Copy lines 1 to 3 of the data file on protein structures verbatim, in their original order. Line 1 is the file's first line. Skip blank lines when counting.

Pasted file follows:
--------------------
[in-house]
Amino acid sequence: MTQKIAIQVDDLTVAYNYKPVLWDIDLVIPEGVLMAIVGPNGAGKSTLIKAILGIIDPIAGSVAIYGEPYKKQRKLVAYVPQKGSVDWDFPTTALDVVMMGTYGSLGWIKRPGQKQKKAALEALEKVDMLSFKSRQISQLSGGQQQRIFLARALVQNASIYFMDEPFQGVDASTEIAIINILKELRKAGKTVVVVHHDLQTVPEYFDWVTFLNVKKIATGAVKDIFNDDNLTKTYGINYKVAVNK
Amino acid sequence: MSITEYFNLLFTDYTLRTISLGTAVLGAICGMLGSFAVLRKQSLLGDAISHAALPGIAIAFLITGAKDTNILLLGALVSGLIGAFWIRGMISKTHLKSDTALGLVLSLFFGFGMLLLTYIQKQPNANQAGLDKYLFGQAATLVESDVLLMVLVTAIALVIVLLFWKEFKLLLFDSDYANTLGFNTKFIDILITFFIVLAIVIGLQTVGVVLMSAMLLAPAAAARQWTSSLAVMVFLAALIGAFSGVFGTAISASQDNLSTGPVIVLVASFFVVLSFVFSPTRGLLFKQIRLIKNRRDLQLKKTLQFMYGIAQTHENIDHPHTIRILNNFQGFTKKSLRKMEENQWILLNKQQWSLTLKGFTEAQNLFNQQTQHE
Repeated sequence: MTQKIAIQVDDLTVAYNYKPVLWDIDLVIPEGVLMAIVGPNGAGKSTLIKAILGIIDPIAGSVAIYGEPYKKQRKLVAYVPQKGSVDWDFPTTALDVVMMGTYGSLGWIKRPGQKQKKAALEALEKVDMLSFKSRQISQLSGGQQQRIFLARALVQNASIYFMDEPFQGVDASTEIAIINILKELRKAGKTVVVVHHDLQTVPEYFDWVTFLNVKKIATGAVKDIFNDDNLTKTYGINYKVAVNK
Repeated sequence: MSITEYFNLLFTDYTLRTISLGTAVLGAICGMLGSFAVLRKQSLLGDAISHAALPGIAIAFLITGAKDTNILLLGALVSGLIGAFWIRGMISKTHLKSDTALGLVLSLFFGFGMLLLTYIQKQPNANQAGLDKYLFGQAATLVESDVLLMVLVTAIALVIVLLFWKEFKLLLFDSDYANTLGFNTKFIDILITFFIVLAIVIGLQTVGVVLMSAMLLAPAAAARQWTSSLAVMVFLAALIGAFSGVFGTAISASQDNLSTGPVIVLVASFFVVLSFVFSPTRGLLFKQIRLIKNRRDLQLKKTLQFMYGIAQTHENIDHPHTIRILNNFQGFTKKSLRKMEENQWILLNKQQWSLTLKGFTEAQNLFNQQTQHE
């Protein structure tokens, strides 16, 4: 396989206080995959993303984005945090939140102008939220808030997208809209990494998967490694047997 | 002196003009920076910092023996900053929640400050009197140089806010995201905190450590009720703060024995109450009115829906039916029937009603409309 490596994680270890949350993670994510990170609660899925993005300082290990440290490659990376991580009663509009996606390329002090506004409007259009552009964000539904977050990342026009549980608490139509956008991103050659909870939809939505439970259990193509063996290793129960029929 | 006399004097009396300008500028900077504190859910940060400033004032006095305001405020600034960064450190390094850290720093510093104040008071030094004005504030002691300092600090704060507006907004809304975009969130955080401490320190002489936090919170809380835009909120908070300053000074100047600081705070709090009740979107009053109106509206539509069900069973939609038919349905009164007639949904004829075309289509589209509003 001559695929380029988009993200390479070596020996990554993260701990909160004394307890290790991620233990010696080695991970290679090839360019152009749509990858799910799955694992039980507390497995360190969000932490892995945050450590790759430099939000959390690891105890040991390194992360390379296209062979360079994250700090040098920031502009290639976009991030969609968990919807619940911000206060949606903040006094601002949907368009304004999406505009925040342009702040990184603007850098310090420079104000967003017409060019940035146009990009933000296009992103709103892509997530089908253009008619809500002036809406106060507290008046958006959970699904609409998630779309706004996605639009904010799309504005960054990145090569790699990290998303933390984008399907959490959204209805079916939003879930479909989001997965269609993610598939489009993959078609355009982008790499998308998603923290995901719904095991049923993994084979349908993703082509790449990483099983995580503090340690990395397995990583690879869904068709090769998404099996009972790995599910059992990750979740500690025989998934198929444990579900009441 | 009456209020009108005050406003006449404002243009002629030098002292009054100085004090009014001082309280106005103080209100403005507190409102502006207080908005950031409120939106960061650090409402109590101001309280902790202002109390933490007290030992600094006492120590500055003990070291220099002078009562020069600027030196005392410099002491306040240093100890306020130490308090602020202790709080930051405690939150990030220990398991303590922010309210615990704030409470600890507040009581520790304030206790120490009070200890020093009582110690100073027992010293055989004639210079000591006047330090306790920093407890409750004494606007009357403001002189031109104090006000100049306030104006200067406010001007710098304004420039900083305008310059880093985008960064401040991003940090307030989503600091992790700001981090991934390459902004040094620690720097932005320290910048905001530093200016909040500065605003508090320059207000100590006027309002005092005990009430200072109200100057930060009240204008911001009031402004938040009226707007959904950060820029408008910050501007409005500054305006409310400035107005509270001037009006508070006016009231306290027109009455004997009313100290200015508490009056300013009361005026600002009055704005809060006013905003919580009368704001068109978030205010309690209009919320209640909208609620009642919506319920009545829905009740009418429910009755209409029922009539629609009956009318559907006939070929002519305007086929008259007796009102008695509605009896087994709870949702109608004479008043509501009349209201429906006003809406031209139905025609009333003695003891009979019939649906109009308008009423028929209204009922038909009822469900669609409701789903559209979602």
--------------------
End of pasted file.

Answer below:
[in-house]
Amino acid sequence: MTQKIAIQVDDLTVAYNYKPVLWDIDLVIPEGVLMAIVGPNGAGKSTLIKAILGIIDPIAGSVAIYGEPYKKQRKLVAYVPQKGSVDWDFPTTALDVVMMGTYGSLGWIKRPGQKQKKAALEALEKVDMLSFKSRQISQLSGGQQQRIFLARALVQNASIYFMDEPFQGVDASTEIAIINILKELRKAGKTVVVVHHDLQTVPEYFDWVTFLNVKKIATGAVKDIFNDDNLTKTYGINYKVAVNK
Amino acid sequence: MSITEYFNLLFTDYTLRTISLGTAVLGAICGMLGSFAVLRKQSLLGDAISHAALPGIAIAFLITGAKDTNILLLGALVSGLIGAFWIRGMISKTHLKSDTALGLVLSLFFGFGMLLLTYIQKQPNANQAGLDKYLFGQAATLVESDVLLMVLVTAIALVIVLLFWKEFKLLLFDSDYANTLGFNTKFIDILITFFIVLAIVIGLQTVGVVLMSAMLLAPAAAARQWTSSLAVMVFLAALIGAFSGVFGTAISASQDNLSTGPVIVLVASFFVVLSFVFSPTRGLLFKQIRLIKNRRDLQLKKTLQFMYGIAQTHENIDHPHTIRILNNFQGFTKKSLRKMEENQWILLNKQQWSLTLKGFTEAQNLFNQQTQHE